How I Survived Finals


Before I tell you the whole procedure, I’d like to note that this quarter was one of the most important quarters in my college career (so far). The thing is, there is a certain GPA requirement to get admitted to the Psychology Major. It’s not very high, but various past circumstances have forced me to retake a class to raise the GPA. That wasn’t fun, obviously, but I will talk about that later sometime. The point is, raising the GPA takes a lot of effort, and this quarter was extremely stressful because of that, since my admission to the major depended on it.

I must say now that I did pretty well – scores above average, and good enough to raise the grades suitable for the admission. Three finals in a row wasn’t super fun, though, and it took me a lot of effort to get organized. Here’s what I did:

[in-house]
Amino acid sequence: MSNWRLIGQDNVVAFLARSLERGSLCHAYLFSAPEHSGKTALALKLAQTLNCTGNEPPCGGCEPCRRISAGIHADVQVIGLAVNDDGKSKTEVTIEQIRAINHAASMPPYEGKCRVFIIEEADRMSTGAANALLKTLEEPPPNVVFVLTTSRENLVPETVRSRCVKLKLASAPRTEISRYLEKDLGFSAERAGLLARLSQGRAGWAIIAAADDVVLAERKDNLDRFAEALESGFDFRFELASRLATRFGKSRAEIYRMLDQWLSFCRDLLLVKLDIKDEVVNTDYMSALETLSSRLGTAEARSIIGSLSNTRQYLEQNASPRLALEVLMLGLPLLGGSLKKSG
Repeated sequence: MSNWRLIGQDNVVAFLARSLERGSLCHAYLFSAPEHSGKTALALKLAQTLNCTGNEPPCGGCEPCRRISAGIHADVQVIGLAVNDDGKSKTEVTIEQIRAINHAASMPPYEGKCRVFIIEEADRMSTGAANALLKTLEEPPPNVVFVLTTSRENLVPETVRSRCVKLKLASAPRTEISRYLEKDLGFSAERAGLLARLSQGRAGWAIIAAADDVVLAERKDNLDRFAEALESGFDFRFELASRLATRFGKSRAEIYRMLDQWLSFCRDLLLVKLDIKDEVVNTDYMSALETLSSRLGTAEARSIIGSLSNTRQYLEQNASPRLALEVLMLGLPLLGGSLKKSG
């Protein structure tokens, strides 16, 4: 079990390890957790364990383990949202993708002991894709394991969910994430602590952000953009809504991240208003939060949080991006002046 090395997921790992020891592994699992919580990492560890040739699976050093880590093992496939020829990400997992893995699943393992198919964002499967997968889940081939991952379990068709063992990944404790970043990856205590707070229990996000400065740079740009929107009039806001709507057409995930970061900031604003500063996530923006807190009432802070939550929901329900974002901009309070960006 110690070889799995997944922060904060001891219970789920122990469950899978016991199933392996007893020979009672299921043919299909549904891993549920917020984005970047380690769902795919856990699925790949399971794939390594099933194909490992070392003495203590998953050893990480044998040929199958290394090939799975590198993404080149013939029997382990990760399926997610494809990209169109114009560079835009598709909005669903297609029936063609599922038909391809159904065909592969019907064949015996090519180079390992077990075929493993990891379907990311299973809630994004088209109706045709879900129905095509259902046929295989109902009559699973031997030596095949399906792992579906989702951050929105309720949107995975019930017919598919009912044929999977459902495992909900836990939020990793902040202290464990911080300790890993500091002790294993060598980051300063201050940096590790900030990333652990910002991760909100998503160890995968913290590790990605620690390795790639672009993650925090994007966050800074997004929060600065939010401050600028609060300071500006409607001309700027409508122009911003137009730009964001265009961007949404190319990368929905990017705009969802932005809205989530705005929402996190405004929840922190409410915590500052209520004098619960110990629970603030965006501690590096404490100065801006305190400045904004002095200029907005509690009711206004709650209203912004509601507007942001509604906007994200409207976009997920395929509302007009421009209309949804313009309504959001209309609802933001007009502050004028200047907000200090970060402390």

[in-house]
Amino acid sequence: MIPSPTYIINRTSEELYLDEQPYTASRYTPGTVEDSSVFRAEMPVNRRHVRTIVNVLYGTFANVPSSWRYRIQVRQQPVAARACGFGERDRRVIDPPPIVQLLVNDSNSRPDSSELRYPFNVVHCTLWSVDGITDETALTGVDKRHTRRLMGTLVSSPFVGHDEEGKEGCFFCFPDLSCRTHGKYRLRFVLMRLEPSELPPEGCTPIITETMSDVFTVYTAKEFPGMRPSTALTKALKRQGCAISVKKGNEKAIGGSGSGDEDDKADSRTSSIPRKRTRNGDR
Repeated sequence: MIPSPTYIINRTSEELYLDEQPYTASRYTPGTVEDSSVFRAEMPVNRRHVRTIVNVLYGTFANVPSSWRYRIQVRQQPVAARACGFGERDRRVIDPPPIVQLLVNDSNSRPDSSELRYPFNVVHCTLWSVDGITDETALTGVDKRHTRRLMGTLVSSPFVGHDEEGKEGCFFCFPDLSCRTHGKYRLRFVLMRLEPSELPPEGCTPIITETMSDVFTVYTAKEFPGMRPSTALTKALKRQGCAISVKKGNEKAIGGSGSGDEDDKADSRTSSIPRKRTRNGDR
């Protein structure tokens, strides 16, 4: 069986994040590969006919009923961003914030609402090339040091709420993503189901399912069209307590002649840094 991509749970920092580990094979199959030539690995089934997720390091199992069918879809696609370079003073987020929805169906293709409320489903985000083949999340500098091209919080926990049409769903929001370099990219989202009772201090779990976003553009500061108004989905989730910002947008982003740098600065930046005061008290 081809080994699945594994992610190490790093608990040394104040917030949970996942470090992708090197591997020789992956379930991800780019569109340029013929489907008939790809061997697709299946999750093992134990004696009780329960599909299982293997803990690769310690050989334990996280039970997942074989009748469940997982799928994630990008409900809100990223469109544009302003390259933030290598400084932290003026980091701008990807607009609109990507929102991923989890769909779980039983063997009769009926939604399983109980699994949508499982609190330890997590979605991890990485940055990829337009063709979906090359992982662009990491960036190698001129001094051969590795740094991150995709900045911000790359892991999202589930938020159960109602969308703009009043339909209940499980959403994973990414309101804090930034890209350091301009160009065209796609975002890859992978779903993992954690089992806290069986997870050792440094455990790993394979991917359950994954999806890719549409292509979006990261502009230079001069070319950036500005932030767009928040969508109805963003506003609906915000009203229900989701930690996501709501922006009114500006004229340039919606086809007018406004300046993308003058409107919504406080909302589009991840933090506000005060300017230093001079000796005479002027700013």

1. Create a study schedule and follow it.
I know this one is a little obvious, like you would have totally thought of that without me saying it for the millionth time. I’ve written a few posts about this, you can check them out here: How to Make a Study Plan Make a Study Guide.

2. Use every free minute.
I think my scores definitely had some room for improvement, and I definitely had enough time to study for it. My laziness and procrastion got in the way, unfortunately, and I now regret every minute I spent watching Gilmore Girls instead of studying.

3. Prepare your snacks!
I don’t know about you, but to me it seems like the more studying I have, the more hungry I get. Is it because I’m secretly bored or maybe my stomach is trying to distract me? I don’t know, but having some snacks and a cup of hot tea nearby creates a more comfortable and cozy setting for me.